Hyatt thinks it’s ok to have a 2 class qualification system, with the fast track for members with access to the CC. It was a pathetic decision, born of desperation it would seem, and has alienated the many members who aren’t thrilled by the prospect of staying more nights but receiving fewer benefits than some of those who are cardholders. A really DUMB move at a time when they needed to maintain interest in the program in every sector/region.

eds
Guest

Meh… Still a depleted sad program compared to 3 years ago. Went form 28-32 stays and ~40 nights for 5 years straight to 1 stay / 2 nights in 2017. Focused on Marriott top tier since 60 nights + the CC got me Plat on both SPG and Marriott. Hyatt – No good promos, no bonus points, and 50% of the properties Hyatt Place/House where status gets you nada…

I am quite sure the Hilton and SPG/Marriott are about the only people that were happy 2017 changes. I would love to see how many elites Hyatt bled going to 2018. It might not make a difference with now with occupancy had record highs, but it come back to bite them when we have another downturn..

Ryan
Guest

Who cares about the junk. I stay 100 nights per year. This means they give away Globalist to more people. What a dumb thing to do when what they really need to do is focus on the benefits.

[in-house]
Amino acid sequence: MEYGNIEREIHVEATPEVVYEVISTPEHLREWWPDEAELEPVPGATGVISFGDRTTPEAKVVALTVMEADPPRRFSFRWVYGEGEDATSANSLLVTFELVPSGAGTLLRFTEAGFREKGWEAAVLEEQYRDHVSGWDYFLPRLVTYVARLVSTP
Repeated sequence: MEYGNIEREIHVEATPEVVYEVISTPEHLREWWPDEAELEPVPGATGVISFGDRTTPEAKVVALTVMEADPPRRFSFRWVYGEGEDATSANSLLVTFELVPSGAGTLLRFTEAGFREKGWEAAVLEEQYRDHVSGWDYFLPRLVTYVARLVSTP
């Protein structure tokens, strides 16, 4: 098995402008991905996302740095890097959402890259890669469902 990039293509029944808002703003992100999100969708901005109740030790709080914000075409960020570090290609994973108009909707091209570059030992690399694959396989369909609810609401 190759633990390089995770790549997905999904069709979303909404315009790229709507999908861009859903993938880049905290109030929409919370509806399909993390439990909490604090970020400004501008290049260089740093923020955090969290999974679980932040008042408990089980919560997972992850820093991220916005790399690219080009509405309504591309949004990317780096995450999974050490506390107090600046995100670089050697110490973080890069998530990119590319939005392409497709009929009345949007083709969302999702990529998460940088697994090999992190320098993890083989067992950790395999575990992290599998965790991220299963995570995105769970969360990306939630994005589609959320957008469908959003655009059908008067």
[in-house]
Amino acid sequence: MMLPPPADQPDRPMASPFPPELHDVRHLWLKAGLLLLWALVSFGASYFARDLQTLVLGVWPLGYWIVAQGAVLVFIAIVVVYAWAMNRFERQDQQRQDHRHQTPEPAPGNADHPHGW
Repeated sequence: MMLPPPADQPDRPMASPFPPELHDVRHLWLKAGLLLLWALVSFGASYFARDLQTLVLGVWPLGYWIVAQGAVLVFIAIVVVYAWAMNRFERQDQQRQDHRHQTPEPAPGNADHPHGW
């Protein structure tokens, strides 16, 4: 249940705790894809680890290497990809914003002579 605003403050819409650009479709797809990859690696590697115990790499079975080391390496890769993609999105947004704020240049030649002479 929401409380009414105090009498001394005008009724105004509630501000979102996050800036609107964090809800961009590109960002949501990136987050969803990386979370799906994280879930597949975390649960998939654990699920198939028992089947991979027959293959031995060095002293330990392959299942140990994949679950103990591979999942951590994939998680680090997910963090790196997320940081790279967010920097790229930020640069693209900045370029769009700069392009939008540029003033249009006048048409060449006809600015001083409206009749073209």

-Hyatt Place – maybe a couple food items
-Bring back Check in bonuses
-Make free nights certs last longer

Anything is better than making status easier. That just means even more dilution of benfits on the way. Absolutely idiotic. Free nights should never count. Do you see Airlines letting you count award flights ?

Delta Segment Flyer
Guest

Kudos to Hyatt. That was my biggest beef, every night should count. Now needing only 55 nights and award stays counting it will be so much easier.

dan
Guest

nick/greg,
if 1 has a recent chase hyatt cc which gains explorist status, what’s the least cost effective methods to MS to achieve globalist?

dan
Guest

for a leisure travel, will the extra costs of MS be worth it to get the globalist status?

Dan
Guest

Definitely changes the status math. With chase sapphire points competitively transferring to Hyatt (vs. the lousy Marriott transfer rate), it starts to make sense to get Hyatt status through award stays.